Mangini: "Yeah, I think the roster's better. I think we have a much better chance of getting where we want to be with this roster moving forward. But it's not going to be easy. What gets lost a little bit with our draft-day trade is how much money we saved over the long term by trading down -- maybe $40 million. And those resources will be spent to build a better overall football team. That's cash we'll spend on more players.
"For now, we're making improvements. Some of the improvements aren't sexy -- more energy at practice and in games, more intensity, playing complimentary football. But regardless of external perception, we have guys who care. And next year, we'll have 11 draft picks instead of the four we had this year. That's when you can do some building.''
My take: The roster is absolutely not better because no player of the skill level of Edwards or Winslow has been added. But I would have done all three deals that ManKinis did, because Winslow and Edwards were never going to buy into any long-term rebuilding program, which this has to be. There comes a time when team and player have to divorce, and if player has great success after the trade (Roger Clemens when he left Boston), it doesn't mean he'd have had the same success in his original place.
Winslow was damaged goods on and off the field, which Tampa Bay is discovering now, and getting a two and five for him last winter was good. Edwards had two good NFL years, but the book on him was he liked the life of being a football player more than actually being a football player. Shortly before the Browns dealt him to New York, three teams told Cleveland they were not interested in making an offer for him.
Could Edwards have generated interest before the draft last year? Maybe, but not much more than third- and fifth-round picks and two bottom-of-the-roster contributors. (Let's say the Giants would have given the Browns a second-round pick last April, which they never offered. But if they did, what's a better deal -- the 60th pick in 2009, or the 80th and 150th in 2010, plus a fourth receiver and a special-teams-captain type? I'd take the latter.)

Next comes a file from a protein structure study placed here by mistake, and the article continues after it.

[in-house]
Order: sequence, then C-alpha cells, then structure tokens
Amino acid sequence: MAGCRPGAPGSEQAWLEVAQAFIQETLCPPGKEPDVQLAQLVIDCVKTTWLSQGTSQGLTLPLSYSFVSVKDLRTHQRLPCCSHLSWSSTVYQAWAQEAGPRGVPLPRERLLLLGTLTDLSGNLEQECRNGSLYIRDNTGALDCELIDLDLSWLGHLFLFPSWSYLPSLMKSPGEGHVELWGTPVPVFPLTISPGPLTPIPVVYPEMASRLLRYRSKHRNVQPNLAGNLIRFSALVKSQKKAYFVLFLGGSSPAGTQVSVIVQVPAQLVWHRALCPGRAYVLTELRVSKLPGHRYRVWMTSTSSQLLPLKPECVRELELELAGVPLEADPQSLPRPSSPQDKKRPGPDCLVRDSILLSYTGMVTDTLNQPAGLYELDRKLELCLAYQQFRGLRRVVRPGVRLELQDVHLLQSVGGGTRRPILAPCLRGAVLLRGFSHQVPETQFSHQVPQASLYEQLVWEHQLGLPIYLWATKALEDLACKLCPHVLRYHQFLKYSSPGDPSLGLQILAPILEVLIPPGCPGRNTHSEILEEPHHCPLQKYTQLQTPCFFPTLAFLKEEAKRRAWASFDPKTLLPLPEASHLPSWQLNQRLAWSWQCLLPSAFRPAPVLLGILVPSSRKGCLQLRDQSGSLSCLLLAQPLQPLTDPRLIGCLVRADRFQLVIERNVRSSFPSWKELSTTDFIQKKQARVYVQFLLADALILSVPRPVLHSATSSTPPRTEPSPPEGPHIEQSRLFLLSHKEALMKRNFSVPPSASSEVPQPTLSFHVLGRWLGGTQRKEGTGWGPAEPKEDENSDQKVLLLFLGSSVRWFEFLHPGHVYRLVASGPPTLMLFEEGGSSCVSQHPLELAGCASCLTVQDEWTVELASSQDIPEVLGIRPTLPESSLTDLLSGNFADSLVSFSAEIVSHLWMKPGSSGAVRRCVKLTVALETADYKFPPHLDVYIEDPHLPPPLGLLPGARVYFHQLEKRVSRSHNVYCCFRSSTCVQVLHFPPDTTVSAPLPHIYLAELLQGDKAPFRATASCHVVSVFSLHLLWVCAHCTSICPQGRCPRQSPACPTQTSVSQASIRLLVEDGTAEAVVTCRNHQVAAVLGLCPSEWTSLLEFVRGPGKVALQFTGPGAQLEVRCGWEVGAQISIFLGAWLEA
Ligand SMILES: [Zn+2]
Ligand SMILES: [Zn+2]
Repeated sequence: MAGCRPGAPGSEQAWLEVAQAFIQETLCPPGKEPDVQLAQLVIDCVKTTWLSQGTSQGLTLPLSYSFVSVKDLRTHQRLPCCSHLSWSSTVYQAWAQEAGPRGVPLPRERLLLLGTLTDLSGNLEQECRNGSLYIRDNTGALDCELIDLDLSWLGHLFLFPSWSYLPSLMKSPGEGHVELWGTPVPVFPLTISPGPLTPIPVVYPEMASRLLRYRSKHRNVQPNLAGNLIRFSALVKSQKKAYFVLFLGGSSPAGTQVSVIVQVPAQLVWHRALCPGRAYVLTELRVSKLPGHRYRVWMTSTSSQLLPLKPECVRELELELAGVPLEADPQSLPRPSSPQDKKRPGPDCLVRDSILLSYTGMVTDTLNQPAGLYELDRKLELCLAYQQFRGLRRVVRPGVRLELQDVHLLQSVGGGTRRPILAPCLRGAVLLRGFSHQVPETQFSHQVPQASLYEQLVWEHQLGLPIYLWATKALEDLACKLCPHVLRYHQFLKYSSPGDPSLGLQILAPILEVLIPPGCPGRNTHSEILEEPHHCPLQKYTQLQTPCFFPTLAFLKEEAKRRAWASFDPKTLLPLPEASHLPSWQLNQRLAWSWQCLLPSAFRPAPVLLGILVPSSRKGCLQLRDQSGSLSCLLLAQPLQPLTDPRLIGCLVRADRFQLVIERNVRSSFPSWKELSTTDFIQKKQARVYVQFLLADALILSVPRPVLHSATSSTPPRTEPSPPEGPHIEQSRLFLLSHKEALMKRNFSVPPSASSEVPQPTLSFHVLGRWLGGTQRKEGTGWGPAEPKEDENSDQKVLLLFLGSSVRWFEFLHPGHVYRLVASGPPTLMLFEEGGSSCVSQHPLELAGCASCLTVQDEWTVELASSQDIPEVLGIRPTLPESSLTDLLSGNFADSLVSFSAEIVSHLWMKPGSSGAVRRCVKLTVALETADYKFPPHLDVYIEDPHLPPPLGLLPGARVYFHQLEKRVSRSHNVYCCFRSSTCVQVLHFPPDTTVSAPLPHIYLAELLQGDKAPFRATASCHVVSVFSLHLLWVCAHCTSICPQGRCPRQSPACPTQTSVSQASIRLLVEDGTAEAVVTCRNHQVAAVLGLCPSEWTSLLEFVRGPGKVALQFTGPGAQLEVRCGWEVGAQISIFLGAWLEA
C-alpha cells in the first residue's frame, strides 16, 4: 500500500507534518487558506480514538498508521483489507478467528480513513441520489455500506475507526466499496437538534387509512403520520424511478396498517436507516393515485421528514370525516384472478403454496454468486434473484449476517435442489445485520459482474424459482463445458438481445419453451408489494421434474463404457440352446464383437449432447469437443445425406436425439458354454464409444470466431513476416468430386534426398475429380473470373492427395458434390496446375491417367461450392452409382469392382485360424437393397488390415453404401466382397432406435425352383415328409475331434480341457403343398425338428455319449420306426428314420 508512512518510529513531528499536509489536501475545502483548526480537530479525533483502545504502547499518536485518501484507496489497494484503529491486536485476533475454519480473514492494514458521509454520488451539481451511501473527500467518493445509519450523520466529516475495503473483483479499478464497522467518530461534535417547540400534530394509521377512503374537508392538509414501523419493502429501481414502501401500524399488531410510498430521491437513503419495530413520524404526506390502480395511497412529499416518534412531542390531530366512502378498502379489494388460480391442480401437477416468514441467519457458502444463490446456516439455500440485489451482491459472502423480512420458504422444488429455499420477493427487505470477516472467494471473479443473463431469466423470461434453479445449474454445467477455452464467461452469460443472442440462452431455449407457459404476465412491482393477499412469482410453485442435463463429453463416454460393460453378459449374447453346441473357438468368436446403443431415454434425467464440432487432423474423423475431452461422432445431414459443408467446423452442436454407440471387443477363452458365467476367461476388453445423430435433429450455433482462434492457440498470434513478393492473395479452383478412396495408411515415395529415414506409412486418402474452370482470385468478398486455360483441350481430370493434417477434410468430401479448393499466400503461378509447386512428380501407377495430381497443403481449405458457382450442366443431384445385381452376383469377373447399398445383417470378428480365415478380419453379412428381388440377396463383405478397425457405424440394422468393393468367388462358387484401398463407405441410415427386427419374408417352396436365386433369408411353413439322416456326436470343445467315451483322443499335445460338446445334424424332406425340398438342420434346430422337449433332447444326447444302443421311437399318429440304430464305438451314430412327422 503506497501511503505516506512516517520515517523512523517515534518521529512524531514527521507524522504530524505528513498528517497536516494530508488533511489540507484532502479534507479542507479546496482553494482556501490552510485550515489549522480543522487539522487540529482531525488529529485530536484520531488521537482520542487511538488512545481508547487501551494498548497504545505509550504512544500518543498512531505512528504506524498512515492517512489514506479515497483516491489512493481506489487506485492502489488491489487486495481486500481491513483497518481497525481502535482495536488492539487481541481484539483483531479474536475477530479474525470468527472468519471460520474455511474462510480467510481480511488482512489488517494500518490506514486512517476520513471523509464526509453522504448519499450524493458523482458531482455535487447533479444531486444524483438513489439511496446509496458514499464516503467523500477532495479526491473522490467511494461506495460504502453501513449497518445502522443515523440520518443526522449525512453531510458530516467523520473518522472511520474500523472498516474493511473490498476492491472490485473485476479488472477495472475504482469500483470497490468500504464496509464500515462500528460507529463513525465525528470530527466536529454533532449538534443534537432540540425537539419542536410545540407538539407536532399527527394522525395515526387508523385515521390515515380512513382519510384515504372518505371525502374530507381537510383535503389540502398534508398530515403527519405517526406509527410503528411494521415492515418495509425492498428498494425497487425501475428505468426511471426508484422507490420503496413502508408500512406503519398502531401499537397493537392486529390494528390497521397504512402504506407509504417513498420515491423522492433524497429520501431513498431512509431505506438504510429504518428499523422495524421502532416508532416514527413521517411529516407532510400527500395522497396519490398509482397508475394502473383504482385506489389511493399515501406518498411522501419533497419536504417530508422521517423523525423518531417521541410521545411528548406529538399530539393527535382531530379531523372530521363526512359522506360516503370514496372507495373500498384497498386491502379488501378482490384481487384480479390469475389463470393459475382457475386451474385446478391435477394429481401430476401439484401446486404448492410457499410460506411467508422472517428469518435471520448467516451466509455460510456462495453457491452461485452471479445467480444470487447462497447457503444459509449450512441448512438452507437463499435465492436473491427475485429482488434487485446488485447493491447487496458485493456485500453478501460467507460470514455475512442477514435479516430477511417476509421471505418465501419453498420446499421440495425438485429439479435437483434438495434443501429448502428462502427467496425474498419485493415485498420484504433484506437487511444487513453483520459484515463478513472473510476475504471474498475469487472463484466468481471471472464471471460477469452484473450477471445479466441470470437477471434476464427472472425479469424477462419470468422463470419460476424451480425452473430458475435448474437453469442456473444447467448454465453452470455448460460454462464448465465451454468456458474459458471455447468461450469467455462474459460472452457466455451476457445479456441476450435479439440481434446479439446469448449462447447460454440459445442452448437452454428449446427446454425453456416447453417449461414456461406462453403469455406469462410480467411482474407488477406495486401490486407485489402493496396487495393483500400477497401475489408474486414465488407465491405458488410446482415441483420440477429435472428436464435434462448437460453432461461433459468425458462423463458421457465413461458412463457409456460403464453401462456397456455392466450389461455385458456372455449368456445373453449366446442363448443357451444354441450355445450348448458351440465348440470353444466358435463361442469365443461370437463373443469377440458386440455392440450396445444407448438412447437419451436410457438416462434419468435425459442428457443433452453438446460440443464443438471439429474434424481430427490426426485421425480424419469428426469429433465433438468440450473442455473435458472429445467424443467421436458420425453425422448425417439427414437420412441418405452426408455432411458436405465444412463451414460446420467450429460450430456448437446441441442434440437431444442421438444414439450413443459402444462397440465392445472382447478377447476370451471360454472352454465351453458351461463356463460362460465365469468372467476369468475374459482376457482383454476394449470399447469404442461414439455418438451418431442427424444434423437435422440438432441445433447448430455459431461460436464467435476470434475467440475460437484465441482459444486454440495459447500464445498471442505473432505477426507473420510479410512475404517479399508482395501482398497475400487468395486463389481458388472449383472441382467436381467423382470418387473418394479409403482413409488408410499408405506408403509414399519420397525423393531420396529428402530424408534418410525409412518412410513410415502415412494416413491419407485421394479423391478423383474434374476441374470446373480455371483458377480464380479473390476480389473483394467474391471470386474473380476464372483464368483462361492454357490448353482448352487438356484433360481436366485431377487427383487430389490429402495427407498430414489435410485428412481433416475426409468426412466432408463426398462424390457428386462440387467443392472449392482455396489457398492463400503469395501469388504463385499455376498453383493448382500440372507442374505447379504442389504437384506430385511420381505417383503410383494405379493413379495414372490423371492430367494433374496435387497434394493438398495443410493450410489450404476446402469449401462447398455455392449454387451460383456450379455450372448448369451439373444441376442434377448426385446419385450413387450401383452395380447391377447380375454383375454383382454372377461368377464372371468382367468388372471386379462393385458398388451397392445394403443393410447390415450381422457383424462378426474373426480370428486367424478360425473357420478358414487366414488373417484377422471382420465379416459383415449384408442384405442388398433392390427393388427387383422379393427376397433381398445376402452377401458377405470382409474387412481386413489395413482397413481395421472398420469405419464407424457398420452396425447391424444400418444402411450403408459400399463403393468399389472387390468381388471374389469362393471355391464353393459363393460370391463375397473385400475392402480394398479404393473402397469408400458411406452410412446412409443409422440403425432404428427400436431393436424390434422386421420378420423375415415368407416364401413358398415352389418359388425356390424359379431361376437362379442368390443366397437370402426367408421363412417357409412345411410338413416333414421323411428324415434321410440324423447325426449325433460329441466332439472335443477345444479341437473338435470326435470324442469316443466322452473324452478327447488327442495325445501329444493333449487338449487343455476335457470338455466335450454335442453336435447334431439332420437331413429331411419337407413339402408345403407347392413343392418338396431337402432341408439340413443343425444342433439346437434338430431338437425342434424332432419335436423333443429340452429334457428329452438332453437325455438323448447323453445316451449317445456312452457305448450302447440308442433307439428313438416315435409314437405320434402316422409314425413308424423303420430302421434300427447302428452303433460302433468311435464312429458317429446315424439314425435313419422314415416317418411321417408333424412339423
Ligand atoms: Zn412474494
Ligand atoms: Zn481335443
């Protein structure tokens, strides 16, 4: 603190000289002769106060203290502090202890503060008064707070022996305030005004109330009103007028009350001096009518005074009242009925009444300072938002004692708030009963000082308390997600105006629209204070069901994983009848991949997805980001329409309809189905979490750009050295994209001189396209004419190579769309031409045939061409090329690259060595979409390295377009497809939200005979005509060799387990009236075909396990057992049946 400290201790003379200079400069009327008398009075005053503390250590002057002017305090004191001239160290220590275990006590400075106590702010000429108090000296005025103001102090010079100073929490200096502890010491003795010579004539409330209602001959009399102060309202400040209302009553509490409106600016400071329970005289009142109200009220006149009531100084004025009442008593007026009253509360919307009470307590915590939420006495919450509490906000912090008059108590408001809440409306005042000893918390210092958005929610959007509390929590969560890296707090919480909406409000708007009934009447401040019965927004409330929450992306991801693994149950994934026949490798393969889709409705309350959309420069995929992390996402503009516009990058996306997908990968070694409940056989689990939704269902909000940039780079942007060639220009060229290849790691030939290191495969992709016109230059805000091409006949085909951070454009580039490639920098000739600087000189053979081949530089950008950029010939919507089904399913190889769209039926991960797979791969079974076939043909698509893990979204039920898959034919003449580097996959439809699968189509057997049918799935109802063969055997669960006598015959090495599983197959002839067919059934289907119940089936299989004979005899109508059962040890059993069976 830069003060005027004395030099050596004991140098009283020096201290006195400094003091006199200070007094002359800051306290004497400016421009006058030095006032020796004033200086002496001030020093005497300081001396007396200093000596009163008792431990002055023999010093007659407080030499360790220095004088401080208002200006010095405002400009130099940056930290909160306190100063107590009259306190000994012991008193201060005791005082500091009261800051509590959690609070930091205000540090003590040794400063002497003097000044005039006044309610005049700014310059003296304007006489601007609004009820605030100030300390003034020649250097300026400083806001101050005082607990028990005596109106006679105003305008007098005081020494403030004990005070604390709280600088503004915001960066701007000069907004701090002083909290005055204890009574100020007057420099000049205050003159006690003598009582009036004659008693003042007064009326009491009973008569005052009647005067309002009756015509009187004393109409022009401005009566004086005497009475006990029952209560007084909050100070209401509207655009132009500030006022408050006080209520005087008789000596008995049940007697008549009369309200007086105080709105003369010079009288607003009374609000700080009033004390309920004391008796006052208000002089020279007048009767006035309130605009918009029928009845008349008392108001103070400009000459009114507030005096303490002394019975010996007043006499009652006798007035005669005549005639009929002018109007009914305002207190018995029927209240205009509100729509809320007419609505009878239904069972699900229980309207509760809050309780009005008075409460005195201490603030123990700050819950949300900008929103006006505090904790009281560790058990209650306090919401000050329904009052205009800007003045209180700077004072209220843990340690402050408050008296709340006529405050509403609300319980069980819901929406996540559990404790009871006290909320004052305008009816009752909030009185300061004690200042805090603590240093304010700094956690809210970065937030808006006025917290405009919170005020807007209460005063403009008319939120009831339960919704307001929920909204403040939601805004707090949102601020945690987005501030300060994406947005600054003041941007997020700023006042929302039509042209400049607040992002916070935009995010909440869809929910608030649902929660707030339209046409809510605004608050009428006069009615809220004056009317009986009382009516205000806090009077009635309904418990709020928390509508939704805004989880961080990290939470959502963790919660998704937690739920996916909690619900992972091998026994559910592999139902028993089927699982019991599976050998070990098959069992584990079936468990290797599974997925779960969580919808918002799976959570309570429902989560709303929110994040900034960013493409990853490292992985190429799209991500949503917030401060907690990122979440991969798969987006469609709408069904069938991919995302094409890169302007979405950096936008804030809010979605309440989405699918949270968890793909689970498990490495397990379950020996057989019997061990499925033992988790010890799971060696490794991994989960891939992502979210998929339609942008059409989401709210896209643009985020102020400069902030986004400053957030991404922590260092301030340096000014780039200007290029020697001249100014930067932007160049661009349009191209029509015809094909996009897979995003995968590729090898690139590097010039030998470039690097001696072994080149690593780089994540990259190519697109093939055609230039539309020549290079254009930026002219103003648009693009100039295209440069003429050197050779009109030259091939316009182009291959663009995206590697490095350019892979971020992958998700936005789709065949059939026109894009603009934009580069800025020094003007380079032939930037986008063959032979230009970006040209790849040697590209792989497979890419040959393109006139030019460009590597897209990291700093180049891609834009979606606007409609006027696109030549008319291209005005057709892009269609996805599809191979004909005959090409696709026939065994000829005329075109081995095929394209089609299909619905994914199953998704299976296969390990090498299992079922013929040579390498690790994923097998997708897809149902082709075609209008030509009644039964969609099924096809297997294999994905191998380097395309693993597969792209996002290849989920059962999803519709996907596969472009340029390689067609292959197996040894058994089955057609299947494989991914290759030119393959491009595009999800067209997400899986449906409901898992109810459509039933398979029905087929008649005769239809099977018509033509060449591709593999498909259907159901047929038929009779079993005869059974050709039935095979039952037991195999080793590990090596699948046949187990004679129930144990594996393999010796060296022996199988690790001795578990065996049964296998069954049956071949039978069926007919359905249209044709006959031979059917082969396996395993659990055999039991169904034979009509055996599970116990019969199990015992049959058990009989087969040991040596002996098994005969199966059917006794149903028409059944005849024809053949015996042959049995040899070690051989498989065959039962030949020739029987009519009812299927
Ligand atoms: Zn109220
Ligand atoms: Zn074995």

We can argue all day about taking Mack as the key pick in the Sanchez deal. I'd have gone for a play-making linebacker like James Laurinaitis or Rey Maualuga, or a top tackle like Michael Oher to pair with Thomas for the long-term, then get a center down the line this year or next. But time will tell on Mack, who needs to be a franchise keystone for this trade to be smart.
"The draft is the equalizer in the NFL,'' said Kokinis. "We've got to make those  picks work.''
Because of the startup nature of the program, Kokinis said he's been spending time in and around the team this fall, instead of concentrating his efforts on on-campus scouting. He said he'd do that after the college season. If I were him, I'd accelerate the process. I'd be spending three days at Texas turning over every stone on Colt McCoy, and three in Norman looking at Sam Bradford -- as well as extensive time looking at the other quarterbacks in the 2010 draft, like Tim Tebow and Jevan Snead. That's more important than whatever's happening in his building right now.
This is a startup program, like Kansas City and St. Louis and Tampa Bay. Anyone who thought the first season would be pretty had misplaced hopes. Though if I were owner Randy Lerner, I'd have moved heaven and earth and acceded to anything Scott Pioli wanted to make him franchise czar. The fact is Lerner hired a coach who'd had a good startup record with the Jets. But for Mangini to succeed, he has to make sure he avoids the same mistakes a coach he knows well, Bill Belichick, made in Cleveland in the first half of the Nineties. Belichick's plan was smart, but his communication and execution were not. Those are the things Mangini's got to work on in Cleveland.
By the way, Lerner's not going to cave after a year and sweep clean. He's tired of the coaching and front-office chaos, and I'm not saying he's going to give Mankinis three seasons like this one, but to think he'll fire the building again this winter is just not happening. This is what I'd say to Browns' fans: It took you years to get into this mess, and it's going to take you at least two years to get out of it.
I know what I'd do if I didn't have a job covering the NFL on Sundays: I'd veg out, man-cave style, and watch the Red Zone Channel. What we at NBC do to prepare for the "Football Night in America'' show is sit on a Rockefeller Center viewing room with nine high-def TVs and try to monitor as many games as we can. It's frenetic but fun.